New HIV Cases in Malaysia Decreasing, Percentage of Women Living With Virus Increasing, Health Ministry Official Says
The number of new HIV cases in Malaysia has decreased since 2002, but the percentage of women newly diagnosed with the virus has increased during the same time period, Abdul Rasid Kasri, deputy director of disease control at Malaysia's Ministry of Health, said Monday at the 19th Asian Red Cross/Red Crescent HIV/AIDS Network Meeting, the New Straits Times reports (New Straits Times, 10/23).
According to Kasri, about 5,000 new HIV cases are expected to be reported this year -- down from 5,400 in 2006 and 6,900 in 2005 (AFP/Yahoo! News, 10/23). There were 2,400 new HIV cases detected in the first six months of this year, Kasri added. Although the number of new HIV cases has decreased overall, the percentage of HIV-positive women in Malaysia has increased from 6% of all HIV cases in 2002 to 20% currently, the Times reports.
Kasri said it is unclear why the number of new HIV cases has decreased while the percentage of cases among women has increased. He added that the number of injection drug users testing positive for HIV has decreased while cases transmitted through sexual activity are increasing (New Straits Times, 10/23). Kasri also said that an increasing number of IDUs are using drugs that do not require the use of syringes (Bernama Daily Malaysian News, 10/22). "In the past, 80% of Malaysians testing HIV-positive" were IDUs, Kasri said, adding, "But lately, fewer cases were being diagnosed in this group compared to the sexually active" (New Straits Times, 10/23).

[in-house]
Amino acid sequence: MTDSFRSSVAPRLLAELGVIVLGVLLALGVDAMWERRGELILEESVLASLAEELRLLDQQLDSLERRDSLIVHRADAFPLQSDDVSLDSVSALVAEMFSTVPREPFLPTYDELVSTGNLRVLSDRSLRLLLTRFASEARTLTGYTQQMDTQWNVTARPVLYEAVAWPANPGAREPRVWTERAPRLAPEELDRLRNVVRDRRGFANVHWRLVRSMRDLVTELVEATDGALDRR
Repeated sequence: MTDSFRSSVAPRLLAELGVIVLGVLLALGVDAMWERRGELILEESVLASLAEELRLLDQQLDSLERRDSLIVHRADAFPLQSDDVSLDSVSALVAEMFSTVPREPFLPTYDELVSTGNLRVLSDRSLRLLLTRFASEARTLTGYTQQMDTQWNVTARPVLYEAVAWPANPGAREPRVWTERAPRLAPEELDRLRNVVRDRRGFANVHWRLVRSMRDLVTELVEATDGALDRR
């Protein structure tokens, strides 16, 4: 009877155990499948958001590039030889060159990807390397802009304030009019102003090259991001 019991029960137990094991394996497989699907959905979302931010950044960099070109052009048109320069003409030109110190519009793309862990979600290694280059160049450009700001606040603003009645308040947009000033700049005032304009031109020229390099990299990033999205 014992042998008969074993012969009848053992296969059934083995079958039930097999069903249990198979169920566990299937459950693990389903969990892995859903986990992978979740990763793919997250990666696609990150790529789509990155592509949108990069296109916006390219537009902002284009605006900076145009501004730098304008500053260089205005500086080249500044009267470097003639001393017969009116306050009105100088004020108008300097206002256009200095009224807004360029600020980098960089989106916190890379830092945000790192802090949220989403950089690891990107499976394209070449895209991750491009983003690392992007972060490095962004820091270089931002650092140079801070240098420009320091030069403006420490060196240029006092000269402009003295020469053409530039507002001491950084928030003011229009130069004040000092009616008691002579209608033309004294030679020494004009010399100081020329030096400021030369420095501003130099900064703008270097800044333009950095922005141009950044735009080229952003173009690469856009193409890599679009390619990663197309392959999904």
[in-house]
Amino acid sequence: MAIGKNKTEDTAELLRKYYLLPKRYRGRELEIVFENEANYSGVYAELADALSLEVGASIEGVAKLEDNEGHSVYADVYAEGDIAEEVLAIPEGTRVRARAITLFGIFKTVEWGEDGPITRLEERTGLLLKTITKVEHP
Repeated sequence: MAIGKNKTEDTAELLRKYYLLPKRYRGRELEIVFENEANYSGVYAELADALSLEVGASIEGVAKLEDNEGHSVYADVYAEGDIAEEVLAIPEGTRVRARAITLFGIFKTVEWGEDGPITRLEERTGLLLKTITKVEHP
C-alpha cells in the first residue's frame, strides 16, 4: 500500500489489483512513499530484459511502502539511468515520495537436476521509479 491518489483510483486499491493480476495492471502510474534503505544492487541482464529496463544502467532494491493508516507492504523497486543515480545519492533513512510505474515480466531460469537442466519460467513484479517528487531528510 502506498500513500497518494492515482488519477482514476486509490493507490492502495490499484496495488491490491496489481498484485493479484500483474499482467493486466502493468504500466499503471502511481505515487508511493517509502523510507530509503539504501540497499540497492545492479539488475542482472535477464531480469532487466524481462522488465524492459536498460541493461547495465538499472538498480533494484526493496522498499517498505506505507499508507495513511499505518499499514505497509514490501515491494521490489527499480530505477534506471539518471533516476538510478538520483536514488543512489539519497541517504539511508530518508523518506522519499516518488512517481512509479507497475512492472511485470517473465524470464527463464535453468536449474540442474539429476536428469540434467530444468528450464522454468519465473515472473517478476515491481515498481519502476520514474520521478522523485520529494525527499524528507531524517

Malaysia last year implemented a five-year plan to reduce the spread of HIV that included a pilot needle-exchange program, AFP/Yahoo! News reports (AFP/Yahoo! News, 10/23). Malaysia has recorded 78,000 HIV/AIDS cases since 1986, 10,000 of which have resulted in death, according to Tunku Tan Sri Shahriman Tunku Sulaiman, chair of the Malaysian Red Crescent Society (Bernama Daily Malaysian News, 10/22).